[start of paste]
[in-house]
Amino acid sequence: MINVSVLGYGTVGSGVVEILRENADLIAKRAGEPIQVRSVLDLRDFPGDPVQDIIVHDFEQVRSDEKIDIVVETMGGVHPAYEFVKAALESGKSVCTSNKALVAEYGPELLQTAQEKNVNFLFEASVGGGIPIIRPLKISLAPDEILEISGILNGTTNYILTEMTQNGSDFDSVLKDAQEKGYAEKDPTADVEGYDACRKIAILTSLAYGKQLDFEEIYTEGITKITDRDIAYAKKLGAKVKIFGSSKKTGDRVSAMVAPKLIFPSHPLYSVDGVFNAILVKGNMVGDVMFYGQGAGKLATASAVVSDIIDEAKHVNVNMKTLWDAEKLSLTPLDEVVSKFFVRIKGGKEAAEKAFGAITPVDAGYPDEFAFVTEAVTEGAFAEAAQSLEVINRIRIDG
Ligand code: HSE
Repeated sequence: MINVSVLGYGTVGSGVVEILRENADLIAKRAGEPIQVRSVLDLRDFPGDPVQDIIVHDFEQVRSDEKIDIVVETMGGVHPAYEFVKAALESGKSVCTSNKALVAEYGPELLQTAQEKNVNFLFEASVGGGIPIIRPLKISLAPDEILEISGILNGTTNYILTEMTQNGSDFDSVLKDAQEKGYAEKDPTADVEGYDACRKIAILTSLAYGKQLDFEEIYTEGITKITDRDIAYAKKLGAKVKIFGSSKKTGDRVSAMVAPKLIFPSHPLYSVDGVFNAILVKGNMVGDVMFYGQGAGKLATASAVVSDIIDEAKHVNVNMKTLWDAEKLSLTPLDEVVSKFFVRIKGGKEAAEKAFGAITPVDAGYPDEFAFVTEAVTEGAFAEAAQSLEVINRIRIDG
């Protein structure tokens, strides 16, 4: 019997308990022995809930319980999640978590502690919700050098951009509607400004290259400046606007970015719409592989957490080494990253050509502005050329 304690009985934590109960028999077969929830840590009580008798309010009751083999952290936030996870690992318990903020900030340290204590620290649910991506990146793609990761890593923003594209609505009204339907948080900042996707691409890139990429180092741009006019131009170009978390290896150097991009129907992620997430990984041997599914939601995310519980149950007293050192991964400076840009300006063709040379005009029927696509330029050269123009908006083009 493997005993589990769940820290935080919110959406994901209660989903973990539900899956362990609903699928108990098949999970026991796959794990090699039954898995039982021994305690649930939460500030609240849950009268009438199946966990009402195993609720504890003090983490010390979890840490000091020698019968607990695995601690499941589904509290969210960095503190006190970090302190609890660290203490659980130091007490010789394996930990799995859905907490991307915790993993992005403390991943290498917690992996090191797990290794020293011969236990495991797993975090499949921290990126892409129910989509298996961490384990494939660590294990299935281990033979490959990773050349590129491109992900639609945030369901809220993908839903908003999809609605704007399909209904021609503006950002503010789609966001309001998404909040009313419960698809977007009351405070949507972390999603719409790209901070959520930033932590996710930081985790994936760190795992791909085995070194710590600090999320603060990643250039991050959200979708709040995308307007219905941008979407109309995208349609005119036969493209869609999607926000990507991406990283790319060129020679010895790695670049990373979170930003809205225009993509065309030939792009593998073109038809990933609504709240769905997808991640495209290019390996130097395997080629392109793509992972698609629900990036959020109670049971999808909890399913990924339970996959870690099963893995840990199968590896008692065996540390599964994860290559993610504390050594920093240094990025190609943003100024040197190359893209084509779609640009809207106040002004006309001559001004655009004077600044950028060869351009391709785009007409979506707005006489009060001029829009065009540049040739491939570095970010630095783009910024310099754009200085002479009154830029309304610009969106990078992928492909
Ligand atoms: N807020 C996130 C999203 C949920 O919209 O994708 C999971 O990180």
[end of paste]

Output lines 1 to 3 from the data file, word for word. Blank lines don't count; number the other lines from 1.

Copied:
[in-house]
Amino acid sequence: MINVSVLGYGTVGSGVVEILRENADLIAKRAGEPIQVRSVLDLRDFPGDPVQDIIVHDFEQVRSDEKIDIVVETMGGVHPAYEFVKAALESGKSVCTSNKALVAEYGPELLQTAQEKNVNFLFEASVGGGIPIIRPLKISLAPDEILEISGILNGTTNYILTEMTQNGSDFDSVLKDAQEKGYAEKDPTADVEGYDACRKIAILTSLAYGKQLDFEEIYTEGITKITDRDIAYAKKLGAKVKIFGSSKKTGDRVSAMVAPKLIFPSHPLYSVDGVFNAILVKGNMVGDVMFYGQGAGKLATASAVVSDIIDEAKHVNVNMKTLWDAEKLSLTPLDEVVSKFFVRIKGGKEAAEKAFGAITPVDAGYPDEFAFVTEAVTEGAFAEAAQSLEVINRIRIDG
Ligand code: HSE